• The parent gives no attention  to the children because they think: “Why mess with a good thing?”
  • Suddenly the climate of the play changes…
  • Something is unfair and the dice get thrown across the game table.
  • A child yells, “I quit.  Mom and Dad,  Josh  cheated!” …
  • Momand Dad are  forced to pay attention.
  • Mom and Dad have to weed through the sequence of the showdown.
  • Mom and Dad have to figure out the consequences of the actions.
  • Mom and Dad have a headache. 

What if the scenario went a different way:    

  • Mom walks by the table where her children are playing nicely, and makes a specific comment about something positive she sees them doing. “I noticed that you let your brother go first.”
  • Mom reinforces that they should try to “work out” their differences as arguments come up and make it fair so everyone can continue the game. “What is your plan if someone thinks something is unfair?”
  • Mom mentions she wants each brother or sister to catch their siblings doing something good during the game and report back to her when they are finished.
  • The children’s focus will turn from personal gain to group gain.  They will be able to report how well the game went, how well they worked together to solve problems and Mom no longer has to be the referee. 
  • They will work through problems as they come up and focus on the positives instead of the negatives. All the while they will be noticing their siblings strengths.

This is called positive peer reinforcement, and it is something that teachers are trying to do more and more within their class settings.  Some people call this tootling because it causes children to focus on the positive instead of negative behaviors replacing tattling with “tooting some else’s horn” .(Skinner et al. 2000) You can try this in the home setting too.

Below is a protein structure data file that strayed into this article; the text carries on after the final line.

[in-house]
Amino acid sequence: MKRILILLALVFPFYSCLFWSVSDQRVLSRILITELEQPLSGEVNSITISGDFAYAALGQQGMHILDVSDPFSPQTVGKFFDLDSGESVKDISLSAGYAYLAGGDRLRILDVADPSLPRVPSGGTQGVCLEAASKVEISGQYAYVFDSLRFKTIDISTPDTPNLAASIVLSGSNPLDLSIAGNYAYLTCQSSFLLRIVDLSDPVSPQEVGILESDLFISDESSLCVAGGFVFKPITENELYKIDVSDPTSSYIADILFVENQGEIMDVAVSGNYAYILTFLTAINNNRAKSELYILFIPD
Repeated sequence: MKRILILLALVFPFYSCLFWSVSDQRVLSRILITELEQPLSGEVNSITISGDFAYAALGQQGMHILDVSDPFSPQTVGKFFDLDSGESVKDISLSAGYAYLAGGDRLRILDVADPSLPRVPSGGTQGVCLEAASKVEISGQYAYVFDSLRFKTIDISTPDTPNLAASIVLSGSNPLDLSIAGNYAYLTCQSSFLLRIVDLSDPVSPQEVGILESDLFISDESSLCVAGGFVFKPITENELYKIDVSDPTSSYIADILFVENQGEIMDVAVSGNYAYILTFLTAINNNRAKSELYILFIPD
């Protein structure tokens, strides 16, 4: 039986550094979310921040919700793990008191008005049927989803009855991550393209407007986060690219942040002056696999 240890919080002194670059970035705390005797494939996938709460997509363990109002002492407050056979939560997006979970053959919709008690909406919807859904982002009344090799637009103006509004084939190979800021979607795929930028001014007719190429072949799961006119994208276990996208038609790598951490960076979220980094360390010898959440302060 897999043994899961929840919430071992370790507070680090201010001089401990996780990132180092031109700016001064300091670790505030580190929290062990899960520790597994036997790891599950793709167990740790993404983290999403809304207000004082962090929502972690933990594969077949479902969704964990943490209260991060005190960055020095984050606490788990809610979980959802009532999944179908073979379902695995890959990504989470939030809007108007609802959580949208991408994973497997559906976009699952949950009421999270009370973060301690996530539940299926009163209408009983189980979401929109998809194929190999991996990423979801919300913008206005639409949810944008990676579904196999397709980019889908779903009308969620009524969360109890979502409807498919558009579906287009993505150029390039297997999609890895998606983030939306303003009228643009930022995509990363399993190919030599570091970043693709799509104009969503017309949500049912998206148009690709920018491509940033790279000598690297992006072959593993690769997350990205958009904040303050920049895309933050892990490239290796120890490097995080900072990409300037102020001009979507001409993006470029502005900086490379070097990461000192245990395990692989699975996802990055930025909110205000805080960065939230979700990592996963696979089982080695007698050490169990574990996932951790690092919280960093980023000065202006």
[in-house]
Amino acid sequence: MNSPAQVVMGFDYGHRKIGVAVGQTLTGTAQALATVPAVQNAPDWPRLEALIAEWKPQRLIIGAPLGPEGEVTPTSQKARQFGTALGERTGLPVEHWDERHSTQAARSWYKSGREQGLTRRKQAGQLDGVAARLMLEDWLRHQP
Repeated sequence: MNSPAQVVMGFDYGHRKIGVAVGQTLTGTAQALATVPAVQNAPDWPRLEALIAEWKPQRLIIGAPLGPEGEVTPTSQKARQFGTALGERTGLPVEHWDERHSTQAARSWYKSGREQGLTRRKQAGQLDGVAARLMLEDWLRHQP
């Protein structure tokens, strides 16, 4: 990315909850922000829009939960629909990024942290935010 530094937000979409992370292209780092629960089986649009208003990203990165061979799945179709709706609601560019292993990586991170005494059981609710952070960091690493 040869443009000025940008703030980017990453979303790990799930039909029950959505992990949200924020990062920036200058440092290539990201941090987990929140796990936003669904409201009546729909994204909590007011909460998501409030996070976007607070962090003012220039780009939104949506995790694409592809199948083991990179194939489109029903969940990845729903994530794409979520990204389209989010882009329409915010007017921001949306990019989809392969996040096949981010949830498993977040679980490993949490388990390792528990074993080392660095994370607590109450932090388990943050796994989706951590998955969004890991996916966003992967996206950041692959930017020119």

Here are some steps to make it a success: 

  1. Mom and Dad specifically call out positive behavior when they see it and clearly state the positive behavior they would like to see.
  2. Children focus on catching each other making the good choices that match Mom and Dad’s plan
  3. Children report the good choices that others made (instead of tattling on the “bad choices”)
  4. Positive Behavior increases as children work to get the positive attention of their siblings and parents
  5. Shift happens from personal gain to group gain
  6. Children team up to be good
  7. Mom and Dad cease being the referees
  8. Everyone is a little more positive and peaceful

As parents, you might want to tally up the “tootles” at the end of the day and acknowledge the positive choices made.  You could even have your children work towards achieving a certain number of tootles for a family surprise. 

Studies show that the rate of positive behaviors go up when positive behaviors are emphasized, recognized and acknowleged, and likewise, negative behaviors increase when we continue to recognize, emphasize and acknowledge them.  So focus on the positive to get a peaceful home.

Toot your child’s horn today!

Skinner, C. H., Cashwell, T. H., & Skinner, A. L. (2000). Increasing tootling: The effects of a peermonitored interdependent group contingencies program on students’ reports of peers’ prosocial behaviors. Psychology in the Schools, 37, 263–270.